I don't mean to say that the hop character was poor or that this beer was an immediate malt bomb (the way unfresh hoppy beers are), but I never got that big juicy citrus component that I was shooting for. Now, I did switch up the hop schedule, adding some Falconer's Flight and Citra into the mix (with Simcoe remaining on bittering and dry hopping duty), but FF and Citra are also known for their citrus components, so I was still hoping for more there. All my hops for this batch were just in loose baggies, not vacuum sealed or anything (like you'd get from Northern Brewer or HopUnion). Also, I was definitely buying the last of the FF, and there was only a little Simcoe left (in other words, those hops had probably been in the hop fridge for a while). Again, this wasn't a disaster or anything, but it's something I'm going to keep an eye out for in the future.

In general, though, the beer seemed to go over well. It was brewed for a specific event (the eponymous Fat Weekend), and we got through the full half case (which is all I brought) pretty quickly (and I only had one). But enough rambling, let's take a closer look:

Fat Weekend IPA

Kaedrin Fat Weekend IPA - Pours a dark orange color with a big three finger fluffy, bubbly head. Smells super dank, resinous, piney, a little citrus too. Taste follows the nose, crystal malt with lots of dank, resinous, piney hop flavor, some citrus peaking out too. Mouthfeel is medium bodied, super carbonated, perhaps over-carbonated, but still very crisp and refreshing. Overall, it's a solid IPA, a little overcarbonated, and I'm getting the impression that the hops I used were not quite as fresh as I'd like, but it's still quite solid. Not quite as good as my first batch of IPA, but still a nice B level beer (borderline B+, and could have easily gone that way if I did the carbonation right)

Beer Nerd Details: 7.5% ABV bottled (12 oz). Drank out of a tulip glass on 5/11/13. Hops: Simcoe, Citra, Falconer's Flight. Bottled 2/18/13.

This, of course, reminds me that I should probably get off my arse and fire up my next batch. Planning on a saison at this point - a little scared to introduce Brett into my homebrew setup, but then Beerbecue suggested I name it Kaedrôme Saison and how can I really resist that? Can I do that without wild yeast? Maybe I can just find some strange farmhouse yeast instead of the typical 3711 or 3724 stuff...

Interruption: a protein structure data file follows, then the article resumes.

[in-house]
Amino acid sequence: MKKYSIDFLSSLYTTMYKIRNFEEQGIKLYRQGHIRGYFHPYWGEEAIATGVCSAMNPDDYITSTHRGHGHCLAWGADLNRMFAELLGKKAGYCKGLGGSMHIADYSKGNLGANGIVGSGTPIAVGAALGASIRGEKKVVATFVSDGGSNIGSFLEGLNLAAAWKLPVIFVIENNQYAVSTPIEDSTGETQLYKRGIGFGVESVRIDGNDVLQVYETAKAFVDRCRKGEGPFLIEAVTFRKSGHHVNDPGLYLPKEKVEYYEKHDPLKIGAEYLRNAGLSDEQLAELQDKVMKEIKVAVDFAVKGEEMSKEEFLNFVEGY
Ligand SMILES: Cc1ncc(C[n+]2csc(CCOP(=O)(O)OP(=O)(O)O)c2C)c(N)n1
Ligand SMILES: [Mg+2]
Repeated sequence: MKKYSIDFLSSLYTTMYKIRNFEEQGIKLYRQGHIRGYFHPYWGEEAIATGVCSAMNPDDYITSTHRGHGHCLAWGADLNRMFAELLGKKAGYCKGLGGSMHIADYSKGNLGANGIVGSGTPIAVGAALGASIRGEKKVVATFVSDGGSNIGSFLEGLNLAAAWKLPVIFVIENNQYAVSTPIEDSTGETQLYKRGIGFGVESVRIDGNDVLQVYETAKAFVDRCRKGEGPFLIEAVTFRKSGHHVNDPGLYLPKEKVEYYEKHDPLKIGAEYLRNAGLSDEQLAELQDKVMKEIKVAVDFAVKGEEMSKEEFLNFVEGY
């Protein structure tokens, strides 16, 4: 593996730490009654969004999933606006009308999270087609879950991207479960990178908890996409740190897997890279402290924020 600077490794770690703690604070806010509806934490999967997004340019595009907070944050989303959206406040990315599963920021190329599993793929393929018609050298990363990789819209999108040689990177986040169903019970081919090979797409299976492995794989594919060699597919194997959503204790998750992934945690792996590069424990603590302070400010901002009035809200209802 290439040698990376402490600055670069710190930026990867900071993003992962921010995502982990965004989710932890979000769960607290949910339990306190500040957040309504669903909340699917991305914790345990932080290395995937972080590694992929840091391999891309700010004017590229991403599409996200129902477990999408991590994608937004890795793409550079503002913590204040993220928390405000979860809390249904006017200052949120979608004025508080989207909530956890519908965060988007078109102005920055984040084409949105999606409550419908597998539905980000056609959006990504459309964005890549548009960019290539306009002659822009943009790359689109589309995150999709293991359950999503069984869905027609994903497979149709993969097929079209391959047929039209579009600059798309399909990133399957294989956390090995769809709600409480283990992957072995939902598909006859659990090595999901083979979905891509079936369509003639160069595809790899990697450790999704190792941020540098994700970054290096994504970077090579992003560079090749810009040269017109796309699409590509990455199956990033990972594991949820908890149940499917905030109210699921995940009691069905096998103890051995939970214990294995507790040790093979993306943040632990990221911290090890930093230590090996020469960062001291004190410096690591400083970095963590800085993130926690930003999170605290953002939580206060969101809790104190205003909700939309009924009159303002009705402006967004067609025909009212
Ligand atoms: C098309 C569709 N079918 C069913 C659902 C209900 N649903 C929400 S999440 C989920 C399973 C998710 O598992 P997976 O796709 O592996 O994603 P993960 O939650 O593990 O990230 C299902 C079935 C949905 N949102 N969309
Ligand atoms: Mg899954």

Lakewood The Temptress

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Is drinking a beer out of the same brewery's glassware kinda like wearing a band's t-shirt to their concert? Enquiring minds want to know. Or not, because I did it anyway. This is another Texas beer from that BIF trade, and my sender kindly included some fancy schmancy glassware too. It's an imperial milk stout brewed with vanilla:

Lakewood The Temptress

Lakewood The Temptress - Pours a very dark brown color with a finger of khaki head. Smells sweet, plenty of caramel and lots of vanilla. Taste follows the nose, lots of sweetness, caramelized sugar, and that vanilla coming through loud and clear. Just a hint of toasted malt. Lots of flavor, but not a lot of roast, and very little bitterness. Mouthfeel is full bodied, rich, creamy, and chewy. It has that creamy milk stout feel from the lactose. Well carbonated. Overall, could perhaps use a little more balance (it's very sweet), but on the other hand, this is my kinda stout and a great dessert beer. B+

Beer Nerd Details: 9.1% ABV bottled (12 oz.) Drank out of a tulip glass on 5/11/13.

More BIF goodies to come, though alas, no more Lakewood. Naturally, they make a bourbon barrel aged version of this, and I'd be curious to see if that sweetness dominates or if the rich oak character would tone it down some. Could go either way. Of course, I'll most likely never see that beer, but still, would be interesting.

Prairie Somewhere

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So far, most of my beer trades (which I can count on one hand) have been with people I already "knew" in some way, mostly from interacting on each others blogs. But if you head over to Beer Advocate or Rate Beer and hit up their trading forums, you'll see a veritable cornucopia of stranger-on-stranger trading. This is a realm I've not really gotten into too much, and it's probably not something I'll pursue heavily, but there is a variant of the typical 1 on 1 trade called a "BIF".

BIF stands for Beer It Forward, and it's kinda like a secret santa, but with beer and without the holidays. Basically, you sign up for a BIF, get assigned a target, then send them a box full of beer. There's always a set of minimum requirements or a theme that you have to meet, and the general idea is that everyone ships (and probably receives) their boxes around the same time (there are several variants of this process - what I've described here is called a "shotgun BIF"). Everyone knows who they are sending their beer to, but no one knows who is sending them beer. There's a thread where people drop hints and try to guess who their sender is, and eventually everyone posts their hauls their too.

My target was in Chicago and we've already talked about future trades so that I can get my grubby hands on more Three Floyds awesomeness. My sender was from Texas, so I got me a cache of Texas (and other local environs) beers. The highlights, to my mind, were a few Saint Arnold beers, and three Prairie sour farmhouse ales (my sender correctly deduced that I was a saison/sour fan), the first of which I opened this past weekend. Prairie seems to be making the rounds of late, and I get the impression that these sours aren't distributed as far and wide as their regular stuff. This one is a sour farmhouse ale and a collaboration with Saint Somewhere. Check it: